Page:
The Richland School Board fine-tuned its district's novel adoption process for high school literature courses Friday morning.
The board decided that the analyses and comments from the district's book reviewers be given to teachers who use the books in class.
Board members also indicated they want details of a teacher's rationale in using a book when it is being considered for approval.
But board members again delayed a decision on three books that initiated discussion about the novel adoption process. The books will be considered by the board at a regular meeting in the coming weeks.
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Board member Phyllis Strickler pushed for more safeguards in the district's process, including limiting any recommendations for new books to come from a committee and not individual teachers. Other board members, however, said the current system is adequate.
"I think there are proper safeguards," said board Chairman Richard Jansons.
The board refrained last month from making a decision on three novels -- The Lottery by Patricia Wood, Breathing Underwater by Alex Flinn and A Child Called It by Dave Pelzer -- after concerns about the books were raised by Strickler and a community member. The books have dark themes, profanity and some sexual content.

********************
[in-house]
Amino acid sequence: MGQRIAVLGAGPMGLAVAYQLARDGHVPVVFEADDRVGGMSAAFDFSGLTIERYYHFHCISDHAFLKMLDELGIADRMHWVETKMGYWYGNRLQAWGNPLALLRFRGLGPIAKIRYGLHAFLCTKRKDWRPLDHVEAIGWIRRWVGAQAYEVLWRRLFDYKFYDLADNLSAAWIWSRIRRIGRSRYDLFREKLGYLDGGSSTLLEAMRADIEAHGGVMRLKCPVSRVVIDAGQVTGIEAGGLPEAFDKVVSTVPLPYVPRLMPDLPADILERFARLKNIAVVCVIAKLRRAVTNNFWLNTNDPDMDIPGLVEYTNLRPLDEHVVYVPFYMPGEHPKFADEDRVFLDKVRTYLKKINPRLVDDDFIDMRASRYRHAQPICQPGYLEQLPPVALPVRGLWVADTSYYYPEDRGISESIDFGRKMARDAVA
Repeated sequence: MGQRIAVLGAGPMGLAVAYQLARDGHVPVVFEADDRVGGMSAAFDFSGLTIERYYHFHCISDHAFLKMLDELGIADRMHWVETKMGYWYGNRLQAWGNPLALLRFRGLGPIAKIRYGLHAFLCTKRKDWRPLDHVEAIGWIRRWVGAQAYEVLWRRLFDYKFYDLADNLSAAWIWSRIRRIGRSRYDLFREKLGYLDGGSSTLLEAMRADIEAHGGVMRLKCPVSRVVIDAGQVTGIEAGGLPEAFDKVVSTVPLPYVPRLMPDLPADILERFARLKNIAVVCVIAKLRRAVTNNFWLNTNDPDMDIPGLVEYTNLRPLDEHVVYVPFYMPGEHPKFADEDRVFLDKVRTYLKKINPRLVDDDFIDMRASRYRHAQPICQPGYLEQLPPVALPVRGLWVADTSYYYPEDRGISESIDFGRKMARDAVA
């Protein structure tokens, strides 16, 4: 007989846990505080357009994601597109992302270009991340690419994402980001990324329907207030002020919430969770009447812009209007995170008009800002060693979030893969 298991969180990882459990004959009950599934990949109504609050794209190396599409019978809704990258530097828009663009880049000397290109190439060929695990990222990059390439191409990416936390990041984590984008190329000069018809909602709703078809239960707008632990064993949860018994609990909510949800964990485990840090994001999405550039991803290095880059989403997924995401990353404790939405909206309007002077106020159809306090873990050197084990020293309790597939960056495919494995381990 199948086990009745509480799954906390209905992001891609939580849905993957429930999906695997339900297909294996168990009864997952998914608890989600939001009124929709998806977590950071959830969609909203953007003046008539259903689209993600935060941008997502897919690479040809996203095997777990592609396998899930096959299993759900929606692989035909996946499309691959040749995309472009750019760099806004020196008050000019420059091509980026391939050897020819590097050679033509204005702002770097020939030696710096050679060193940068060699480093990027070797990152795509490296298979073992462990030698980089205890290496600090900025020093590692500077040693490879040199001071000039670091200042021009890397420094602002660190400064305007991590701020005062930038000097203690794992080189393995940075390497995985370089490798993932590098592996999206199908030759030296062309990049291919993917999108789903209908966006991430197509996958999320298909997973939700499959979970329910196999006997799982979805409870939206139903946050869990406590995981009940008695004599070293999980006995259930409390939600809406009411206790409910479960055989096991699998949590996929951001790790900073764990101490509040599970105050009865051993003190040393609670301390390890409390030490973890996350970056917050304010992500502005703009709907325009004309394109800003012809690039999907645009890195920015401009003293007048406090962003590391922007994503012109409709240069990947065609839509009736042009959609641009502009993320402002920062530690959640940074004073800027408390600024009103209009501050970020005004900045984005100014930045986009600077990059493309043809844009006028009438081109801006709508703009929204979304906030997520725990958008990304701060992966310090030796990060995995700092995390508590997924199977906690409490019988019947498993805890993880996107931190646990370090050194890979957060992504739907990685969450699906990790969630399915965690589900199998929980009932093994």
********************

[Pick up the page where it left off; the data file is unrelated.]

The three books each received one or two rejections from the district's Instructional Materials Committee. Those rejections were outnumbered by recommendations by other reviewers, but a large number of reviewers still voiced reservations in their analyses.
Strickler said she wanted to see books with less than two-thirds recommendations without reservations go before a curriculum committee for more study.
Tony Howard, facilitator for the materials committee, said there is no procedure for teachers to be specifically provided reviewer comments on texts and other recommended titles, though they are available online. Board members said that it was important for teachers to receive that feedback.
"I think that's a hole in the process," Strickler said.
Board members said it also is important for them to understand why teachers use specific texts in their lesson plans. Board member Mary Guay said she thought it made a big difference to know the rationale for using a book when considering it for approval.
Strickler still had concerns about the introduction of new books into schools, saying teachers easily could introduce them into the curriculum through the district's book pilot program without much oversight.
Superintendent Jim Busey said while new books can be piloted by teachers, they can only do so through his approval and notification to the board, and then only for a given semester.
"I don't think that's a workable solution," Strickler said. She pushed to have the board make it so only a district committee could add new books.
"It's not a realistic process you are describing," Jansons said. "We've seen two (books piloted) in a year and a half, not 20."
Howard added that if a teacher was granted permission to pilot a book, he would push that book to the top of the district's list for review.